Wednesday, 7 December 2016

Back to BRIC?

Coined by former Goldman Sachs chief economist and ex-UK government minister Jim O’Neill in 2001, the BRIC bloc of Brazil, Russia, India and China was supposed to represent the fastest-growing emerging economies outside of the G7 group of western developed economies.  Yet the investment case for the feted BRIC economies has been overshadowed in recent years by the poor performance of the Brazil and Russia equities markets. While Chinese and Indian markets have continued to deliver strong returns, sanctions-hit Russia and politically turbulent Brazil have lagged their counterparts.
Over the past three years, the MSCI India index has generated a return of 52.70% and the Chinese index is up by 32.28%.  Brazil, meanwhile has managed just 0.20% growth and the Russian index is down by -1.54% during the same period.
However we may be about to see a shift.  In its outlook for the G20 group of advanced economies, the OECD has forecast real GDP growth of 7.6% for India and 6.4% for China in 2017. After difficult years for the Russian economy following the imposition of sanctions, real GDP is expected to expand by 0.8% during 2017, and Brazil too is expected to emerge from the economic doldrums with flat growth after difficult years for the South American economy.
Sentiment toward emerging markets continues to become more positive as many investors look for higher yields and the risk perception toward the asset class improves.  A rebound in emerging-market currencies, easing concerns about a hard landing in China, attractive valuations and robust economic fundamentals in many economies are some of the factors that have continued to support the performance of emerging markets.  GDP growth in many countries has also been slowly improving, and over the next few years, countries like Russia and Brazil could see the biggest relative improvements.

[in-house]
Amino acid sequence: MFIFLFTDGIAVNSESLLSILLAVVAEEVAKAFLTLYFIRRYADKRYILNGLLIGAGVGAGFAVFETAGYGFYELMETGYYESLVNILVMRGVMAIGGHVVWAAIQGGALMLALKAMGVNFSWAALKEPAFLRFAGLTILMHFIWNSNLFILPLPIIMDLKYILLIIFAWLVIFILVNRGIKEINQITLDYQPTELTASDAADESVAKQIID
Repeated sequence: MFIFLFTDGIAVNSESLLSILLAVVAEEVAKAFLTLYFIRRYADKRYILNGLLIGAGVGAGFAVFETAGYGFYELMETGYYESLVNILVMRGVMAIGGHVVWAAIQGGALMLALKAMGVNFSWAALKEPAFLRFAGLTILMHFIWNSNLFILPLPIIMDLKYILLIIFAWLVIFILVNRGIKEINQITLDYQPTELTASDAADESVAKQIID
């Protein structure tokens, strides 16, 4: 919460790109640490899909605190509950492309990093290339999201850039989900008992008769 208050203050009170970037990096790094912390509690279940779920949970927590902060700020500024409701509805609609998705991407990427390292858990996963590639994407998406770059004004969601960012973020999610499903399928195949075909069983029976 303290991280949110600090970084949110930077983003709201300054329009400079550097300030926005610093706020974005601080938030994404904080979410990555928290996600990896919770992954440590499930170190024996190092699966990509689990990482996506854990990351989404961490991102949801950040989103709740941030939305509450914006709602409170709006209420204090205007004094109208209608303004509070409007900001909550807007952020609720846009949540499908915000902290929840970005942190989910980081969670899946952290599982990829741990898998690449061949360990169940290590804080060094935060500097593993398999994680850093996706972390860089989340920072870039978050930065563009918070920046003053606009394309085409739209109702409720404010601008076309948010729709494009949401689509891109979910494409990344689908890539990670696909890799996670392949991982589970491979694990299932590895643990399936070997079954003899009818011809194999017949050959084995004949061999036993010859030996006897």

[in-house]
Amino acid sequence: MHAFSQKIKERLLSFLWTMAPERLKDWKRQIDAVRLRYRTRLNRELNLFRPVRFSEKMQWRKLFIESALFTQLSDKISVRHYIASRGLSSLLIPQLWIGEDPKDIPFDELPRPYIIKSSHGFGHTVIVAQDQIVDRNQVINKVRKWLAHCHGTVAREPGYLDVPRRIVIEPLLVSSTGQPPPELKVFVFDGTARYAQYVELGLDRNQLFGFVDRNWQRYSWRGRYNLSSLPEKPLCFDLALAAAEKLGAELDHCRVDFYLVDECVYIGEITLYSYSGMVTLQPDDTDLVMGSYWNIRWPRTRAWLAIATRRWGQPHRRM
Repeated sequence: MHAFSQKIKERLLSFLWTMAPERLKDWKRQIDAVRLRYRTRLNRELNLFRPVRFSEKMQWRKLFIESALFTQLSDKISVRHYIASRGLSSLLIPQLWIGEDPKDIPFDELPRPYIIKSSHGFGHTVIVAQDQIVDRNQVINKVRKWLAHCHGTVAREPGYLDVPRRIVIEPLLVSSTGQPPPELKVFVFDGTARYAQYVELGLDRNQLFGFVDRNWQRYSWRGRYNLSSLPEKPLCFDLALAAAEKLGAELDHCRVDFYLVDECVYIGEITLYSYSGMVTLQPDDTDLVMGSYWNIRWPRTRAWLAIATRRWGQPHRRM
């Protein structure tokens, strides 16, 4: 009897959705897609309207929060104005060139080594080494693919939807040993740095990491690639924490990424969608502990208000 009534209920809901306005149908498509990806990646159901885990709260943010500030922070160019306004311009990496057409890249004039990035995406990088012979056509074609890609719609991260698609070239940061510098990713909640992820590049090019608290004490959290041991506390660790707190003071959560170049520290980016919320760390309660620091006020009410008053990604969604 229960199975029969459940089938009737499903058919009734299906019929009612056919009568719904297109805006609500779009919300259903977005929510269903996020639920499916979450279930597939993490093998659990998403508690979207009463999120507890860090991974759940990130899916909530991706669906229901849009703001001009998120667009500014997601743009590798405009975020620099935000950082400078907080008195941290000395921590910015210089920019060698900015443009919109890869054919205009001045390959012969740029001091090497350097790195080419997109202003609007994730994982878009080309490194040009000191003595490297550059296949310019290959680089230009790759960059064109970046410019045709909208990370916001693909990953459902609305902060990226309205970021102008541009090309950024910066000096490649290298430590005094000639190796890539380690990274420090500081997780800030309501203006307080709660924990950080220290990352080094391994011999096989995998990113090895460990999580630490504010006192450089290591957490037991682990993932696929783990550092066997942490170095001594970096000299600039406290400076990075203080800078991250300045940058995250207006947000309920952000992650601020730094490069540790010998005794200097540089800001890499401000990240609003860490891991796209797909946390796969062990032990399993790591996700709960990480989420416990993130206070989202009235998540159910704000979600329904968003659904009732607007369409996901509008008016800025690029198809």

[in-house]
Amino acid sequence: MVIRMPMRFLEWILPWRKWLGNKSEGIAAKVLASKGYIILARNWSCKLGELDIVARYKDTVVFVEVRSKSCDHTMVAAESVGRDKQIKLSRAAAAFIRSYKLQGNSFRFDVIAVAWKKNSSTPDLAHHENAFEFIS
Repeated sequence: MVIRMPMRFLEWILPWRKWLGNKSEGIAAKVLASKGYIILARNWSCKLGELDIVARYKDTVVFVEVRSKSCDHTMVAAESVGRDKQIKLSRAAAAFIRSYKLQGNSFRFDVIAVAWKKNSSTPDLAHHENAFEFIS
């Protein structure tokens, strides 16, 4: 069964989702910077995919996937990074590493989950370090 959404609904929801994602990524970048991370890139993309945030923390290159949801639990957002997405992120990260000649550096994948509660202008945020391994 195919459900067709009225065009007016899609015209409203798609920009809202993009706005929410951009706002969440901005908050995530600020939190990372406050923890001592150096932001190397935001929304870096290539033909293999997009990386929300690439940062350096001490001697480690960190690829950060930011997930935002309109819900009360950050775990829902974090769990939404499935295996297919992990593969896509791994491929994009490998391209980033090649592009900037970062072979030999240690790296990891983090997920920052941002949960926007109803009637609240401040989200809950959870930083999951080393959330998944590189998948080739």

As two of the largest and fastest-growing economies of the BRIC bloc, China and India continue to offer many opportunities to investors.  Three funds in the Investment Association universe have at least 25% exposure to India and China and have outperformed the MSCI BRIC index over the past three years.  Fidelity’s £878m Emerging Asia fund – which has a 31.1% weighting to China and 34.7% of its portfolio in Indian stocks – has returned 50.84% over three years. 
Of the dedicated BRIC funds in the IA universe, the HSBC GIF BRIC Markets Equity fund has been the best performer over the past 12 months, delivering a return of 43.44%, compared with a 24.49% rise for the average IA Global Emerging Markets fund.  However, the HSBC fund had a poor 2015 making a loss of 17.77% compared with a fall of 13.46% for its composite benchmark. It has an annualised return of just 0.82% over three years.  The $765m (£614.6m) Templeton BRIC fund has returned an impressive 33.08% over the past year. Yet, the fund also struggled in 2015 after reporting a 10.25% loss, compared with only a 8.23% contraction in the MSCI BRIC index.  It would seem that historical highs within BRIC markets have been short lived.

So why is now the right time for investors to return?  Well there are a number of reasons.  The recent rise in commodity prices, a cautious US Federal Reserve  boosting emerging market currency strength, post-recession leading to improved economic stability (Russia and Brazil), and increasing political momentum in key EM economies all suggest now could be an opportune time for investors.  No question that some of the volatility and uncertainty will remain, but on balance the future for these emerging markets has to be bright.  Relative to stocks in developed countries both on valuation and risk basis, companies in Asia are at the bottom of the earnings cycle and expected by many to deliver better earnings growth in 2017.